Thursday, 26 September 2013

Tuesday, September 24th, 2013

Finding Your Apple Tree

Brampton, Ontario

When I trek through the villages of the prairies just on this last ventures, I sought to meet people.  And, for the sake of replenishing energy, I also kept my eyes on the trees of the village in hope to at least spot an apple tree.  It’s that time of year that this hearty fruit comes up for harvest.  A lesson on detachment often came my way because trees for wind and snow shelter is common around at a person’s house.  But that’s the prairies, you’re lucky to find apples.

Now that I’ve arrived in a quite different environment, vegetationally and perhaps culturally also, farmer’s apple trees planted from the days of yore were in the plenty in the Heart Lake area of Brampton.  There were multiple varieties.  Rajnish, Alpa and I took to the edge of the lake for a stroll only to be richly rewarded with these fleshy and tasty packages of mercy.

Things looked up throughout the day.  I signed papers for a 2 year lease to a building, the new location of our Brampton community for future occupancy right in the downtown core.  This is a victory of course.

I also could not help to sense another stroke of optimism in the air when later on in the day I veered to the quite Rosedale neighbourhood on a second solo walk near downtown Toronto.  In front of me a young man was singing a song to himself as he was striding several metres ahead of me.  I first heard him as we ambled on a bridge overlooking the ravine.  I admit I was drawn to the song, but I couldn’t discern the genre of music.  Then I concluded that it was like a lullaby, it was that mystical time of day at dusk.  And as I picked up speed with the anticipation of hearing more clearly, it seemed that he did also.  He was dark, either black or east Indian, he kept going on at it until he made a turn.  By then the sun had almost vanished, so I lost him.  It’s rare to hear someone sing to themselves for a prolonged time.  It was like a discovery moment.  A discovery which excites like coming upon an abandoned apple tree at Heart Lake.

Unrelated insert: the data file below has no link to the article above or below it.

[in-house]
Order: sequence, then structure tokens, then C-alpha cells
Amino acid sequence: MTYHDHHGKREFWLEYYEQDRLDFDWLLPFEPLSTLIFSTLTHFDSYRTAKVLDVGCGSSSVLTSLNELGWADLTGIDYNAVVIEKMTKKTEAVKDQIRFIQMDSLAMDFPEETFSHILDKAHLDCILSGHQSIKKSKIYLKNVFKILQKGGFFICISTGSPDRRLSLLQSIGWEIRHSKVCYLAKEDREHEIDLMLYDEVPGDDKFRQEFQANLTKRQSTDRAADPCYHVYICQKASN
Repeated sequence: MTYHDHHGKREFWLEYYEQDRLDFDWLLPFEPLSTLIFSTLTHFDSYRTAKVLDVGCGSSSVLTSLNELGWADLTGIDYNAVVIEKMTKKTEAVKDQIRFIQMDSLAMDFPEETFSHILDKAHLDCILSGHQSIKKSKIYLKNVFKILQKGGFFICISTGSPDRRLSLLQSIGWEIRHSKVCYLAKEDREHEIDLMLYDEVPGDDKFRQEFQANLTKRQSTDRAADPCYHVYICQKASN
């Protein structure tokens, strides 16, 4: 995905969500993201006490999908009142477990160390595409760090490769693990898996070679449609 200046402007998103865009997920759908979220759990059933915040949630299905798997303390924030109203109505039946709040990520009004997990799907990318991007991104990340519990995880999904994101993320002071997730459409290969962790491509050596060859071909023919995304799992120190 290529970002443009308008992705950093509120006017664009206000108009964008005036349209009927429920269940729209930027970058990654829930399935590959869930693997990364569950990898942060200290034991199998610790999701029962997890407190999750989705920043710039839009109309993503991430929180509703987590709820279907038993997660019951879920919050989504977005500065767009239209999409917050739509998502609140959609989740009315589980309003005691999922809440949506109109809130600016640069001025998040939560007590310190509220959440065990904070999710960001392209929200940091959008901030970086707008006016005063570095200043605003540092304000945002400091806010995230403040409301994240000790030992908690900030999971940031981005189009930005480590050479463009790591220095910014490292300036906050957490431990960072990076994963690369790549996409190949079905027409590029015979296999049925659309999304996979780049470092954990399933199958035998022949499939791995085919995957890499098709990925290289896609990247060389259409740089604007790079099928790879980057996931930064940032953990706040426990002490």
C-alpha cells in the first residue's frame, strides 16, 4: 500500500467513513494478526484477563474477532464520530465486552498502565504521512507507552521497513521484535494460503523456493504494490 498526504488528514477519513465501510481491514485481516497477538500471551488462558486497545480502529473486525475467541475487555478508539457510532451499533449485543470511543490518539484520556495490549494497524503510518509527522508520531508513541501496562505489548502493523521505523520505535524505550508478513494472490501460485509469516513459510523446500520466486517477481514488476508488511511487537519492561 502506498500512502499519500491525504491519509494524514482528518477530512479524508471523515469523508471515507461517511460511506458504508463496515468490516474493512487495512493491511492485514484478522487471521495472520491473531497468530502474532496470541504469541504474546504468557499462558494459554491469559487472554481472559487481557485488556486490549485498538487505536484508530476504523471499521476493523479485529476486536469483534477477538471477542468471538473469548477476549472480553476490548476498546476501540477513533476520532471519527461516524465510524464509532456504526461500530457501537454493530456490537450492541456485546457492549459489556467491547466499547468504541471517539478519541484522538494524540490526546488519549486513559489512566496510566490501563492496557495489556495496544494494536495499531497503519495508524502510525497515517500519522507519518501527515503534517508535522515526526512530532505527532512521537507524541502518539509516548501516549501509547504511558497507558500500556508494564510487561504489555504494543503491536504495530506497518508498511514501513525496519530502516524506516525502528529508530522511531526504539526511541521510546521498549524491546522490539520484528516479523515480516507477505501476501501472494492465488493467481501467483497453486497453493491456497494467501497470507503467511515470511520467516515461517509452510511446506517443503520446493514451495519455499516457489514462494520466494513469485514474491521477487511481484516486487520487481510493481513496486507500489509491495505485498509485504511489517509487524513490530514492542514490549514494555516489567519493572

I had turned a corner myself, making my way back to the ashram.  I greeted a guy and said, “How are you?”  His tone was terrible, in fact he blurted out the word, “Terrible.”

“What’s wrong?”  I stopped and asked, “Such extremes,” I thought.  I jumped from Mr. Happy Go Lucky to Mr. Grumps.

Mr. Grumps was beefing about clearing someone’s yard of unwanted shrubs and how he didn’t get paid.  I tried to cheer him up, but it appeared that the chip on his shoulder was a heavy chunk.

I hope he finds his apple tree.

9 KM

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